In the Fight Against ISIS and Ebola, Only God Can Help Us Now

Liberian health workers. Three thousand U.S. troops are expected to fight Ebola in West Africa. (Photo: Zoom Dosso, AFP/Getty Images)
Liberian health workers. Three thousand U.S. troops are expected to fight Ebola in West Africa.
(Photo: Zoom Dosso, AFP/Getty Images)

The most troubling thing about Ebola isn’t the virus, but government incompetence.

Looking at the situation today, science fiction writer Jerry Pournelle comments: “God protects fools, drunks, and the United States of America. Of course we were a much more devout nation when (Otto von) Bismarck made that observation.”

Pournelle is not sanguine about the Obama administration’s handling of Ebola in America, Ebola in Africa, or ISIL in Iraq. And he has reason for his concern.

In reverse order: ISIL is winning in Iraq, and we are losing. Airstrikes — quite modest ones compared to those unleashed against Saddam Hussein’s armies over a decade ago — aren’t doing the job, and the Defense Department doesn’t seem to be able to round up enough (any?) of those much-touted “moderate” Syrian rebels to form a serious opposition force. The Kurds are stressed, and we’re not getting them enough supplies. Meanwhile, the Kurds’ long-term enemies, the Turks — Turkey is a NATO ally of the United States — are actually bombing the Kurds rather than ISIL.

Pournelle argues that a modest number of boots on the ground would make a difference in Iraq: “A regiment of Marines with air support could accomplish wonders in this battle. For that matter, selected units of the 101st Airborne could, on 24-hours notice, completely change the course of the war against the caliphate. Whether that would be a good use of the troops can be debated, but if saving Kurds is an American goal, this would be a more appropriate use of troops than sending them into a plague zone.”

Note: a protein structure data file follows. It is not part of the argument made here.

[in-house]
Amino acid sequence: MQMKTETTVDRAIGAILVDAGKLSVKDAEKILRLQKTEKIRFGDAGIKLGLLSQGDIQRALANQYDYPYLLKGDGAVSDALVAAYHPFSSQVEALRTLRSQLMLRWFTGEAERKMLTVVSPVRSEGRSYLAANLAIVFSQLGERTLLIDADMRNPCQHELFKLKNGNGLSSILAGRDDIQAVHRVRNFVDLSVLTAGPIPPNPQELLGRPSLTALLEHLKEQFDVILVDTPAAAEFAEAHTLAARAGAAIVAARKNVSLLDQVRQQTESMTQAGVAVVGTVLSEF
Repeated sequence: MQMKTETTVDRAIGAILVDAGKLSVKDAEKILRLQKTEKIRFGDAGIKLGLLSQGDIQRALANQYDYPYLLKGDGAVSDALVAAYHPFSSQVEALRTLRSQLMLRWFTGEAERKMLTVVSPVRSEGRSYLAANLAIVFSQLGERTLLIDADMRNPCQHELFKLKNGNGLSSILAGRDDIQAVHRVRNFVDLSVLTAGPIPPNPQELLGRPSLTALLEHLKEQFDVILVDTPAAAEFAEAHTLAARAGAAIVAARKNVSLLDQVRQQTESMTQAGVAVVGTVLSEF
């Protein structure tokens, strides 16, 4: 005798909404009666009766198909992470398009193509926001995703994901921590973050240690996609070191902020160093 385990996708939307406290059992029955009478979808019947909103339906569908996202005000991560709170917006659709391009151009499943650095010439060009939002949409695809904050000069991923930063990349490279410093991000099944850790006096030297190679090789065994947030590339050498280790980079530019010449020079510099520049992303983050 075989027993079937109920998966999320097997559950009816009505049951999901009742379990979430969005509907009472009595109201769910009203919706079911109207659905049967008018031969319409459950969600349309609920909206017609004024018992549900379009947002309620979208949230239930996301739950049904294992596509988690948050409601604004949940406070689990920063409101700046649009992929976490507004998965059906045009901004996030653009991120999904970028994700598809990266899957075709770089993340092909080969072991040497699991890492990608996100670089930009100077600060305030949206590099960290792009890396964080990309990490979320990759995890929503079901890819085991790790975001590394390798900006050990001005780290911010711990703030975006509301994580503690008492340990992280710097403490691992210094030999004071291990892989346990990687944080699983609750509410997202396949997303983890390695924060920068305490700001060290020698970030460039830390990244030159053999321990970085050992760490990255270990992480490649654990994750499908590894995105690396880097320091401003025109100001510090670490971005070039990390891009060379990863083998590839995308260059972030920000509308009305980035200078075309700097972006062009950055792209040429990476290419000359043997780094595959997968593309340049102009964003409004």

But a plague zone is where we’re sending them: Some 3,000 U.S. troops, having received all of four hours training on Ebola, will be sent to the hot spots of West Africa to support relief efforts. What they will do is not entirely clear, but it seems likely that some of them will wind up being infected, and America — which has only 19 beds nationwide for Ebola patients — will have to treat them somehow.

Which is a problem, since we don’t seem to be doing very well at treating the handful of cases of Ebola we already have. Dallas patient Thomas Duncan has infected at least two nurses who treated him, and about 1,000 people are being monitored. The Dallas hospital that treated Duncan is hemorrhaging patients and money as no one else wants to stay there. And this is just the consequence of one imported case of Ebola.

Here in the States, of course, we’ve got something that the African Ebola victims don’t — a brand new Ebola czar. Back when I was in law school, a cynical friend used to point to various national problems being handled poorly and joke: “Don’t worry. We’ve got lots of lawyers working on it.” So it’s fitting, I guess, that our Ebola czar isn’t a public health professional, or a physician, or even our old Ebola czar, Dr. Nicole Lurie, who’s been out of sight since things heated up, but rather Ron Klain, a lawyer-lobbyist who has represented outfits like Fannie Mae and Cigna.

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Source: USA Today | Glenn Harlan Reynolds

Glenn Harlan Reynolds, a University of Tennessee law professor, is the author of The New School: How the Information Age Will Save American Education from Itself.

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